There was no time for sleeping in on Sunday mornings, whether it was a preaching Sunday or a stay-at-home Sunday. The stock still had to be fed and watered, the cow milked, and the eggs collected. Lucas did not have to work as hard to get Mark up and moving as he did on weekdays because Mark didn’t mind going to church or having Bible study with his pa like he minded going to school. The struggle on preaching Sundays was over wearing a tie. Father and son managed to survive it and always enjoyed their wagon ride into town.
Most of the North Fork congregation did not know if the regular circuit preacher or someone different would lead them in worship until he stood before them. That created a little bit of anticipation on the evenings before preaching Sundays. Sometimes Mark liked the different preachers, sometimes not. Regardless of who did the preaching, he loved the hymn singing and, of course, having lunch at the hotel after the service.
On this particular Sunday, a brand new preacher had been sent to North Fork. Generally, new preachers would introduce themselves and say a pleasant word of greeting to the congregation before starting the service, but this man didn’t seem to think that was necessary. There was an exterior door directly behind the pulpit. This preacher entered the church through that door and moved with long, measured strides to the pulpit. Once there, he gripped either side of it with long-fingered hands and scanned the congregation with cold, hard eyes. He was about six feet tall and lean. He had a long face, clean-shaven but with raven-colored bushy eyebrows that were so long they almost formed one straight line above black steely eyes. His thin frizzy hair matched his eyebrows in color, and hung almost to his shoulders. He wore the standard attire for preachers – black suit with white clerical collar – but, somehow, it seemed blacker and more foreboding on the body of this stern, angry-looking man.
Before the man even opened his mouth to preach, Mark was intimidated and unconsciously scooted closer to his father.
“Over and over again in the New Testament, we read the exhortation to ‘love one another’. What does it mean to love one another? Are human beings truly capable of love?” the preacher began, slowly and quietly.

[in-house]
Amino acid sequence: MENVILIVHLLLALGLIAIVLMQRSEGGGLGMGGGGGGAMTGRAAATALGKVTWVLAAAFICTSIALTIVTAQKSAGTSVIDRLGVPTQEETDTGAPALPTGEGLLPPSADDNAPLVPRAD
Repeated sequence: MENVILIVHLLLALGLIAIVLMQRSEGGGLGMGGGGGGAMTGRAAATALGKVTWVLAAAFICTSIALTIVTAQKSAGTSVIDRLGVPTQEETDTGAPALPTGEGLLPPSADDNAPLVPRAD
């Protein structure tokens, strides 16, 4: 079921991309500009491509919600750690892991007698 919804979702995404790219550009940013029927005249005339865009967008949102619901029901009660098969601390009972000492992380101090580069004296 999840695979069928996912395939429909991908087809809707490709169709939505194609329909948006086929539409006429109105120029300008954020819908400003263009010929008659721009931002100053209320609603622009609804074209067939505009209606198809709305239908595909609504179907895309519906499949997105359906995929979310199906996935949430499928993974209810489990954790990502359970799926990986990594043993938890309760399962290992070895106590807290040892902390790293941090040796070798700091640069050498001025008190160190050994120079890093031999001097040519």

“Jesus says to ‘love one another as I have loved you’. What does that mean? To forgive each other? To die for each other? If so, it is a lost cause.”
His voice grew louder. “We are too selfish to truly forgive or to die for one another.”
Louder yet, he continued, “We are wicked,” … louder … “evil,” … now yelling … “self-centered creatures only out for our own gain with no hope for salvation!” He paused, then spat out sarcastically, “Let alone love.”
“You think you know differently, don’t you? ‘Jesus saves!’ ‘Jesus promises eternal life!’ Just read the Good Book and follow the commandments and Jesus’ teachings, and you can have a love-filled life. That’s what you think, isn’t it?” he bellowed.
“Well, I am here to tell you differently. There – is – no – such – thing – as – genuine – love – on – this – earth!” He roared each word. Mark pushed as close against Lucas as he could. Lucas, feeling uneasy himself, draped an arm around Mark to give his boy a sense of protection against the verbal onslaught.
“You can try all you want, but it does – not – exist! Man is too evil to love! Yes, Jesus saves. Yes, He promises eternal life. But we must suffer in this life. We must expunge our vileness if we hope to inherit that life. And even if we purge our souls enough to enter into eternal life, there is – no – love – in – this – wretched – world!”
The preacher moved away from the pulpit and stepped down to stand amid the congregation. He glared at Mr. Toomey and then at Miss Adams, North Fork’s blacksmith and schoolteacher. Then he scanned the congregation as if seeking a specific target. He found it when his eyes landed on Mark and Lucas.
The preacher walked over to their second row pew and gazed at Mark for a moment. Lucas’ grip tightened around his son.
Lowering his voice and speaking conversationally, the preacher said to Mark, “I bet you and your father love each other – or think you do. I bet he takes real good care of you. Am I right?”
Mark swallowed, licked his lips, and worked to find his voice. He managed only a shakily whispered, “Yes, sir.”
“Well, I have news for you, boy,” the preacher said in a falsely sympathetic tone. “You don’t love each other. Not really.” The preacher turned his attention to the entire congregation.
“This is a fine example, good people of North Fork. This man, as is true for other parents, is simply doing his job by taking care of his son. A child is an obligation. Nothing more. Some might say that fulfilling the obligations of parenthood is a kind of love. Perhaps it is. After all, a parent could choose not to feed, cloth, and house its child. Most of you sire children to use as workers on your farms, do you not? There is no requirement to treat a child any better than you would a hired hand or a slave. Tending to its needs with kindness might be a kind of love.”
Turning back to Mark, he sneered, “But it isn’t the kind of love you think you have, boy. And your love for your father isn’t really love, either. It’s desperation and neediness and fear of being alone in this big cruel world. You are using your father to get what you need to survive, and he is using you!”